Every four weeks or so, I pile into my Zipcar (after my garage fees went up to more than twice my car lease payments, I finally got rid of my car) and take three hours of my day to battle New York City traffic and the kill-or-be-killed parking competition by Yankee stadium to stuff my little car full of Bounty and Charmin from BJ’s Wholesale. For years, this has been the necessary evil routine of my life.
Until this year.
Somehow at the start of this year, I stumbled upon an Amazon competitor called Jet.com, which specializes in selling just the type of inglorious household supplies that we all need. Jet.com has a devilishly smart model that actually lowers the price of an item in real time as you order more units. So I gave it a shot. I ordered my typical couple of dozen 2-ply rolls of Bounty for less money than at BJ’s, including free shipping.
The next day, when the order arrived and my doorman hand-delivered the purple box to my apartment, I knew that I would never shop at BJ’s again.
The story of retail in America is like that old Samuel Taylor Coleridge line from The Rime of the Ancient Mariner, “water, water everywhere nor any drop to drink.” Everywhere you look, American consumers are finally starting to spend money. Indeed, last Friday’s Retail Sales report was a blockbuster surprise as sales shot up by 1.3% versus the -0.3% eyed. Yet despite the uptick in spending, retailers have been posting woeful results and their stocks have been hammered into oblivion. From Macy’s to Nordstrom to Kohl’s — no one has managed to escape the end of the mall rat.
When I was young and the Internet did not exist, the mall was the only entertainment in town and kids flocked to it like moths to a flame and spent endless hours cruising, flirting and most importantly, shopping. But now millennials could care less about the mall or shopping for that matter. The new generation finds the virtual world much more stimulating than the real one. And as for life’s necessities — well, Amazon and Jet.com take care of that for less money and infinitely more convenience.
|Retail as we know it is dead.|
We may now be reaching that key inflection point in our economy where internet retailers will overtake the brick-and-mortar world. You can see it coming much like the way the airplane superseded the ship for transatlantic travel. Eventually brick-and-mortar stores will simply become venues for amusement much like cruise ships are now.
Retail, of course, will never fully disappear. People will still want to occasionally touch and feel products and discover new items. But that process will be much rarer and will result in far smaller volumes of turnover than the market realizes. Despite the recent beat-down of the sector, there will no doubt be bargain hunters who will flock to the old name retailers in hopes that those once-grand businesses will revive themselves.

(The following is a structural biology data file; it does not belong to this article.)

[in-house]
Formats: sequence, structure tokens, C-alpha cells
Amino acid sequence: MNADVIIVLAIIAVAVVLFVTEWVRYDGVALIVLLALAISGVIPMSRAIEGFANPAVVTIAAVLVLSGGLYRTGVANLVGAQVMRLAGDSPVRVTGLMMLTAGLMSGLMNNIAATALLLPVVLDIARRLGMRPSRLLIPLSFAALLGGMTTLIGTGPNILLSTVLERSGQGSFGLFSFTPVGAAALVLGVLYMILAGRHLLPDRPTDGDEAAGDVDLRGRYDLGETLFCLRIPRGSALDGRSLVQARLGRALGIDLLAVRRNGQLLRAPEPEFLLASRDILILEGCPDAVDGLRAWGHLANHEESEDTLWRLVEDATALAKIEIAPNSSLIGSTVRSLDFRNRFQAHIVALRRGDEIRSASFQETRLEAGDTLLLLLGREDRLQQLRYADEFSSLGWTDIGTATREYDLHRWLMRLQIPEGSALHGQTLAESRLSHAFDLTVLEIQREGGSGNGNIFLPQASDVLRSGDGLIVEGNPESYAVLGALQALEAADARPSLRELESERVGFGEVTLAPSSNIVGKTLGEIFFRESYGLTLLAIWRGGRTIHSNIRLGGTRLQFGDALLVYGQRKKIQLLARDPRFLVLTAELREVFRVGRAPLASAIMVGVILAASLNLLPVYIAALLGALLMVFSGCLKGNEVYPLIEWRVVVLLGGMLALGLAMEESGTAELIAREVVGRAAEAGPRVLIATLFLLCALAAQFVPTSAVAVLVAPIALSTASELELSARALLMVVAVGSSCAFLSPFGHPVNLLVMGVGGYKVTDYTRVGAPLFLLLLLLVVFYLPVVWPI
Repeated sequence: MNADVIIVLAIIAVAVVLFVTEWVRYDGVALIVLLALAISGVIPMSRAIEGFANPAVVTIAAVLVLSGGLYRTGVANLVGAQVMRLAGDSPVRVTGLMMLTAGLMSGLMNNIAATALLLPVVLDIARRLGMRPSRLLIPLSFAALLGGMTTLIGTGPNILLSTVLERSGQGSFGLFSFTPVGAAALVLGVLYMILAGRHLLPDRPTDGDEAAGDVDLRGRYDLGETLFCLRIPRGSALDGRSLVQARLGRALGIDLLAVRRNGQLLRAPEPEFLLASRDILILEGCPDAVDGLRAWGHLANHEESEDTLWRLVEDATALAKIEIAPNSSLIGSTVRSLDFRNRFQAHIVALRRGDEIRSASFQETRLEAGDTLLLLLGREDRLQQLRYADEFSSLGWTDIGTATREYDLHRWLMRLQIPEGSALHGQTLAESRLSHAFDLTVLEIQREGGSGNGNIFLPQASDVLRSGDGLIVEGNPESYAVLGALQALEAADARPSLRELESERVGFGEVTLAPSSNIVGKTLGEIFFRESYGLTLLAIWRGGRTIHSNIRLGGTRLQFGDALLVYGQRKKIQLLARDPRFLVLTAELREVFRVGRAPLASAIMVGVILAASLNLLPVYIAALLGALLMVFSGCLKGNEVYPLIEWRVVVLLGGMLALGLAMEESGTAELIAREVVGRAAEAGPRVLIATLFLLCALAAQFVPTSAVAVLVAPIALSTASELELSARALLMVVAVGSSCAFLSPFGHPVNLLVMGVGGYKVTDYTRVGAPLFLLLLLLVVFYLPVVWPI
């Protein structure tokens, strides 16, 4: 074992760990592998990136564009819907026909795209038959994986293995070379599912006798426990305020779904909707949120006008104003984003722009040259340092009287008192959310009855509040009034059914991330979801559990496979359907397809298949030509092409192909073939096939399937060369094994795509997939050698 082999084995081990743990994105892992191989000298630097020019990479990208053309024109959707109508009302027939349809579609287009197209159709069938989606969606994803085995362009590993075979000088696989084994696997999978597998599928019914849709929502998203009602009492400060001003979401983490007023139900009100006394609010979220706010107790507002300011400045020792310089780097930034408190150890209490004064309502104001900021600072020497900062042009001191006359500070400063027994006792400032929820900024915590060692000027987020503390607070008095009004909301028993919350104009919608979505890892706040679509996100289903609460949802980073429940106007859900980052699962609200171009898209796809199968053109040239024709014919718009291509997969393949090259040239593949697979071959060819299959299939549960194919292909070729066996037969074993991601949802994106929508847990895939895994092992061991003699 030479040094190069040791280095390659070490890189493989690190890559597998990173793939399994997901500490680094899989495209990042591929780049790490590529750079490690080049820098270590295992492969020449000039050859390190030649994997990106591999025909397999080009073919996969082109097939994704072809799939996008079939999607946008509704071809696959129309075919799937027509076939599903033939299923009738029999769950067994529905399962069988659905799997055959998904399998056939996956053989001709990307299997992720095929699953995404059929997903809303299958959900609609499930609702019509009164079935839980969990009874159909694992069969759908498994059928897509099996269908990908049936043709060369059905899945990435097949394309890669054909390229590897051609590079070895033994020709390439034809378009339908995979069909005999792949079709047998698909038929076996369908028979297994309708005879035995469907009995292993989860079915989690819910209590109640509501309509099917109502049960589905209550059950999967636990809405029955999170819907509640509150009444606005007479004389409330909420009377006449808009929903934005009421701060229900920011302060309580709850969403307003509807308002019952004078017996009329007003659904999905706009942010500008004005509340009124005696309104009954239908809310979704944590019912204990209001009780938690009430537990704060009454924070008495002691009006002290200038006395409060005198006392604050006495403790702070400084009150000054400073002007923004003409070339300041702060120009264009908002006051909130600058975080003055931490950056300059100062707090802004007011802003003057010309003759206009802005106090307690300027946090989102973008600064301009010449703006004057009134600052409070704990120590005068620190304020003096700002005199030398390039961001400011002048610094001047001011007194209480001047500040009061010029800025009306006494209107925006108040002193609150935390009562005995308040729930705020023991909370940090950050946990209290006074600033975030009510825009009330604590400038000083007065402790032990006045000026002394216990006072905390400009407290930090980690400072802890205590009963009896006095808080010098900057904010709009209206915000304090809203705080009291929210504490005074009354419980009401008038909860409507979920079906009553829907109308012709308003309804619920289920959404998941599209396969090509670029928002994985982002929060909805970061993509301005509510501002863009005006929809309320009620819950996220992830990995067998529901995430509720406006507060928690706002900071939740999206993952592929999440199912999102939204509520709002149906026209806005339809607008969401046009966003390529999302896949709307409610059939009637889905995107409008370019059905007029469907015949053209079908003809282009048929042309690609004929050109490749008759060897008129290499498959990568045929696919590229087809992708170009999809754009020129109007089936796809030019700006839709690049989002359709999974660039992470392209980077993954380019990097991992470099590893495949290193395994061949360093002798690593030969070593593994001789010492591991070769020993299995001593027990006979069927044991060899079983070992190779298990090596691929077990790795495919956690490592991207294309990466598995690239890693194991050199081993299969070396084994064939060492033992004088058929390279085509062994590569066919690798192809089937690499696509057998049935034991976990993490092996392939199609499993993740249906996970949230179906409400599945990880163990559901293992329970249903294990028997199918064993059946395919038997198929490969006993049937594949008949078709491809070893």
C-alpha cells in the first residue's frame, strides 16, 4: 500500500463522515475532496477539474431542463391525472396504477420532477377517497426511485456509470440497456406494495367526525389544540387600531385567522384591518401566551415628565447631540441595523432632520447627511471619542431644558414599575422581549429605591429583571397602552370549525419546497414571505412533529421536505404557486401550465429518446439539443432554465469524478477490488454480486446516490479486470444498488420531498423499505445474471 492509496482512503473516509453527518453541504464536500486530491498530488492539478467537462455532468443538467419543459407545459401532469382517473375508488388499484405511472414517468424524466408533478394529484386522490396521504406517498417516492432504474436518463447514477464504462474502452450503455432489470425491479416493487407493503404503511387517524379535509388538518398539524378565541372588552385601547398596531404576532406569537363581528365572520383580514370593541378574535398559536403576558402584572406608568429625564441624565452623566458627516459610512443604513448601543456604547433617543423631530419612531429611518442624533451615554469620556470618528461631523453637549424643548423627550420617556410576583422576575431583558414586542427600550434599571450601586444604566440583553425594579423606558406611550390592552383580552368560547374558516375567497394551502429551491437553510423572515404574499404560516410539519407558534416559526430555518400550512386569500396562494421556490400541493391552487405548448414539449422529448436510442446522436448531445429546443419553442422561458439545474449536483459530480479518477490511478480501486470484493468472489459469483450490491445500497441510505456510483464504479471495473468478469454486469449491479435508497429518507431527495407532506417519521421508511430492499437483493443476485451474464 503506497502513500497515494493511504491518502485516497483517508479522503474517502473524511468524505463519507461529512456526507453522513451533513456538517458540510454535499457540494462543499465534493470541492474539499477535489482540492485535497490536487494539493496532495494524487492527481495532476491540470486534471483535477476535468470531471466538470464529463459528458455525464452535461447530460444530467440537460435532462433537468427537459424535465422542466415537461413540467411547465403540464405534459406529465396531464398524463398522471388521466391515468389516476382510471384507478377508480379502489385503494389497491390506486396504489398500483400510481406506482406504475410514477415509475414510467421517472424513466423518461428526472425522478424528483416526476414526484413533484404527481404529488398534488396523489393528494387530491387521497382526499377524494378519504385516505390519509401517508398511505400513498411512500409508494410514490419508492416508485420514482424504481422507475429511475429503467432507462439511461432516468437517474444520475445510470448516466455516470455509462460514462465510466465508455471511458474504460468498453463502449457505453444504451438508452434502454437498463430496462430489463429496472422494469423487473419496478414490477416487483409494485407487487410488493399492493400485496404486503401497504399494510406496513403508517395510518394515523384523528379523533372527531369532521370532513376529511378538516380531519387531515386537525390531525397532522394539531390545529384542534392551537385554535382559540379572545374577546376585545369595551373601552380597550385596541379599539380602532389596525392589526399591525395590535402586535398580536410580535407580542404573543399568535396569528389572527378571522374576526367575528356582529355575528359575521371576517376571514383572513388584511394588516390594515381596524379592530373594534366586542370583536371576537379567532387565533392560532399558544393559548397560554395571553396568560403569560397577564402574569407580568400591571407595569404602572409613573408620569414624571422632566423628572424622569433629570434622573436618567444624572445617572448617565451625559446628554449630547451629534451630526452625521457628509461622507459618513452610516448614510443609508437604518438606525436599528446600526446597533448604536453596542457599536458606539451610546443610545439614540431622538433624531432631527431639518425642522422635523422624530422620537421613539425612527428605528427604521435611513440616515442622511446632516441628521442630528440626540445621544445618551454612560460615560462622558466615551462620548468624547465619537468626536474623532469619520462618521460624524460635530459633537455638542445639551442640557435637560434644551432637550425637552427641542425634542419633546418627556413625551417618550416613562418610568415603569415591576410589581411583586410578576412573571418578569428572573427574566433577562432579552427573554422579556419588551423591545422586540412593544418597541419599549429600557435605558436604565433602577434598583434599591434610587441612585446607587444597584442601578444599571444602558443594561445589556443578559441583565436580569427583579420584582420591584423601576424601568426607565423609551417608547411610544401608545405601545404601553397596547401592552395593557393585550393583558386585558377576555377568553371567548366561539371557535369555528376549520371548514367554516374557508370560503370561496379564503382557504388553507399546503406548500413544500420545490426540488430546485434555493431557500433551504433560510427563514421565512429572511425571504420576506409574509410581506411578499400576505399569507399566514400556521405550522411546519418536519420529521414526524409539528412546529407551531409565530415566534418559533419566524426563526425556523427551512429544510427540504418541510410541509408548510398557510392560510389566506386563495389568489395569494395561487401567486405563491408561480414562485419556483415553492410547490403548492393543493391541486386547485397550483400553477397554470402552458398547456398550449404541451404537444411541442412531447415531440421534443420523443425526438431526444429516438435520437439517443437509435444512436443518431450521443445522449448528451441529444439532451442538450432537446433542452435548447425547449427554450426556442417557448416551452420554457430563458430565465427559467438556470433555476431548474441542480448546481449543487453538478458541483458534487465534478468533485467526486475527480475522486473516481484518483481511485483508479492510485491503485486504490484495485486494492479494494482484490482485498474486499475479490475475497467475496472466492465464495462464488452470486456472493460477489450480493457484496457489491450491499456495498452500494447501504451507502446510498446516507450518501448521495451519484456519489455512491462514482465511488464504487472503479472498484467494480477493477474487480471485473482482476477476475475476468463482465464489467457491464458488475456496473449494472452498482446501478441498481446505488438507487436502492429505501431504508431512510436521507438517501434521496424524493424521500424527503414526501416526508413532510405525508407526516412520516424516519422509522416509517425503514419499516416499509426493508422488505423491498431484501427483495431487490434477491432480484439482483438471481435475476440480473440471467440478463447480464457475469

That is likely to be a big mistake. Retail as we know it is dead. The anchor department store model is Kodak in waiting. The smart retailers will consolidate, leaseback and will likely keep only 30% of their most productive properties. It will be a long and wrenching process and it is only just beginning. That’s why any rally in the retail ETFs like XRT or RTH is simply a chance to short more at better prices.
To paraphrase F. Scott Fitzgerald, there are “no second acts” for retail in America.
Central bank involvement and manipulation in markets seem to get more ridiculous by the day. In Japan, for instance, the fund-management industry just finished creating special “physical and human capital” Exchange Traded Funds for the Bank of Japan to buy.
The ETFs are supposed to include only shares of companies that do things BOJ policymakers approve of, such as raising wages, boosting capital spending or demonstrating “a commitment to truly understanding and practicing governance at an international standard.” It took the industry months to come up with the ETFs, which the BOJ said it would start buying back in December … before the products even existed.
Target (TGT) joined the parade of pain in the retail sector, reporting first-quarter sales that missed analyst forecasts and forecasting weaker earnings going forward. The “bull’s-eye” retailer said it faces “an increasingly volatile consumer environment,” and will make $1 to $1.20 per share in the second quarter – well below expectations of $1.36 per share.
Beginning December 1, millions more Americans will qualify for overtime pay thanks to new Labor Department regulations. Salaried workers who earn up to $47,476 per year will soon be eligible for overtime pay, a significant jump from the current threshold of $23,660 – one that hasn’t changed since 2004. Administration officials estimate the move will boost wages by $12 billion over the next decade, though industry and business groups just say employers will cut hours and full-time work to compensate for higher labor expenses.
In the political arena, Bernie Sanders won the Democratic primary in Oregon while Donald Trump won on the Republican side. Sanders and Hillary Clinton fought a very tight race in Kentucky, with Clinton apparently winning by a margin of less than 1 percentage point.
The Money and Markets team